With an ensemble cast of some of Hollywood’s current A-list crop and an Oscar nominated multi-award winning director/writer helming the film American Hustle is already garnering a lot of hype and I would say that you better believe it’s worth it.
We open with the film telling us that “some of this actually happened” and this for all intents and purposes is true. The storyline is loosely based on the ABSCAM scandal of the 70’s in the USA where a number of corrupt politicians were investigated by the FBI. I’m not too familiar with how far-reaching that was and whether we got a sense of it here in Australia but it’s not really necessary to know any of the real history to keep up with the plot.
It begins with us being thrown into the inner sanctum of the threesome that is Irving Rosenfeld (Christian Bale), Sidney Prosser (Amy Adams) and Richie DiMaso (Bradley Cooper) who are our con-artists, trying to coerce Mayor Carmine Polito (Jeremy Renner) into taking substantial bribe. We’re given a brief detour into the Department of Back Story so we can understand how Rosenfeld and Prosser came to be business partners/cooperative con artists/lovers that then resulted in them getting busted by FBI agent DiMaso. DiMaso recruits the pair to then make a play for the politicians by using their conning expertise much to the chagrin of his supervisor Stoddard Thorsen (stoically played by Louis C.K.). The hustling then snowballs as DiMaso pushes more aggressively for larger fish to fry but could tangling with the mafia be their undoing?
Honestly there are so many elements of this film that make it great to watch. First and foremost is the characters, director David O. Russell has never been one to focus too much on plot and prefers to focus more time and energy on those that make up the story. We’re given enough of an insight into the character’s pasts (particularly Rosenfeld and Prosser) to emotionally relate to them or to want our leads to come out on top at the least. Cooper’s DiMaso gradually becomes more and more manic as he gets drunk on all the power of running the con operations and their successes. Renner’s Polito is the nice family guy wanting to make his city better but ends up on the wrong side of the law out of desperation. Jennifer
Lawrence manages to be utterly convincing as Irving Rosenfeld’s wife Rosalyn that he wished he’d never married. She’s probably got a few screws loose and isn’t the brightest, and you want to hate her guts but somehow she manages to be a little charming as well. There’s also a fantastic cameo by one of Hollywood’s legends as a mafia king-pin but I won’t spoil it any further than that.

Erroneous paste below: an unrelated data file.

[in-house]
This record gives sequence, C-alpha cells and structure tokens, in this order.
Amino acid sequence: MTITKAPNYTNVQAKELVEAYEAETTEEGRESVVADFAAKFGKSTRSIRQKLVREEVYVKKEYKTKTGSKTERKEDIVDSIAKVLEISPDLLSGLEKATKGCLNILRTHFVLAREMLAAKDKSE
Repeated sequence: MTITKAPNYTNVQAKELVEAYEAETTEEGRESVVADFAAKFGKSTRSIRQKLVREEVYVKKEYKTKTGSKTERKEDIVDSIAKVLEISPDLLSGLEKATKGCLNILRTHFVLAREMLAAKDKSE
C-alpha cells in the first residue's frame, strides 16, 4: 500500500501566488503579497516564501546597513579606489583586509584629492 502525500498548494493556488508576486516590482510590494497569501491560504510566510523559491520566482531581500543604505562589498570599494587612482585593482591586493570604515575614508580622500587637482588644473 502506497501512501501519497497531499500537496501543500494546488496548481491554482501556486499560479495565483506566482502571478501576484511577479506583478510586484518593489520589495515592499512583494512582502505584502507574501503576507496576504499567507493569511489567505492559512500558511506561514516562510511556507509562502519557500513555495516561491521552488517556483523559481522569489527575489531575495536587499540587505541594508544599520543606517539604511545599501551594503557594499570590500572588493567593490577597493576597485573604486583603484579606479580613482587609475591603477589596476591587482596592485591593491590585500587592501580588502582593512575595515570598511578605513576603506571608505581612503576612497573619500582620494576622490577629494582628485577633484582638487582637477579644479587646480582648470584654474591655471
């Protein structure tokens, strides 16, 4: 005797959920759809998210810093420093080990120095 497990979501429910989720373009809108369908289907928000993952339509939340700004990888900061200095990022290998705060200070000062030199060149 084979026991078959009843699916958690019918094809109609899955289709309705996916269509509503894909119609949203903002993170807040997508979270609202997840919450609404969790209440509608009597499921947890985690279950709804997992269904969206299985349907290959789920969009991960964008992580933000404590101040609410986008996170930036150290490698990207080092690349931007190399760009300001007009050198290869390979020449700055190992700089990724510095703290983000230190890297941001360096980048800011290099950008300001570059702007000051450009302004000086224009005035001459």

Additionally, for an ensemble cast, we get a fairly even sharing of on-screen time, and considering that we have 3 main “leads” in Bale, Adams and Cooper, we’re never too overloaded with one character in each movement. It’s a testament to Russell and co-writer Eric Singer’s script and the talent of the actors that we’re given a chance to get in under the skin of these characters, to see what makes them tick without it being too heavily focused on one over another.
The styling including the fashion, hair and make-up is wild, fabulous, and embodies the characters and atmosphere. Polyester and sequins and pastel and stilettos and perms and fur and dresses with plunging necklines with sneaky side-boob. Bale’s comb-over for his balding Rosenfeld is a work of sculpting art with precisely combed gel and loads of hair spray and only just manages to edge out Cooper’s roller-created tightly curled perm. While Renner’s voluminous coiffure and Adams’ perm literally bounce as they strut.
The soundtrack is marvellous, comprising almost entirely of classic acts like Elton John, Donna Summer, the Bee Gees, America and Electric Light Orchestra with the score driven by Danny Elfman. The music, like the fashion plays just as much a part in helping to create atmosphere for this time we find ourselves in. Personally I think the only detraction was that I did find the length a little much and the odd scene potentially dragged a little longer than necessary. It possibly could’ve been a little snappier pace-wise since it was less about the story and more about the characters.
American Hustle manages to not only keep you on your toes with its elaborate con-jobs, it’s funny at times and dramatic at others but at its heart it focuses on the characters.
Review Score: FOUR AND A HALF STARS (OUT OF FIVE)
American Hustle is out now through Roadshow Films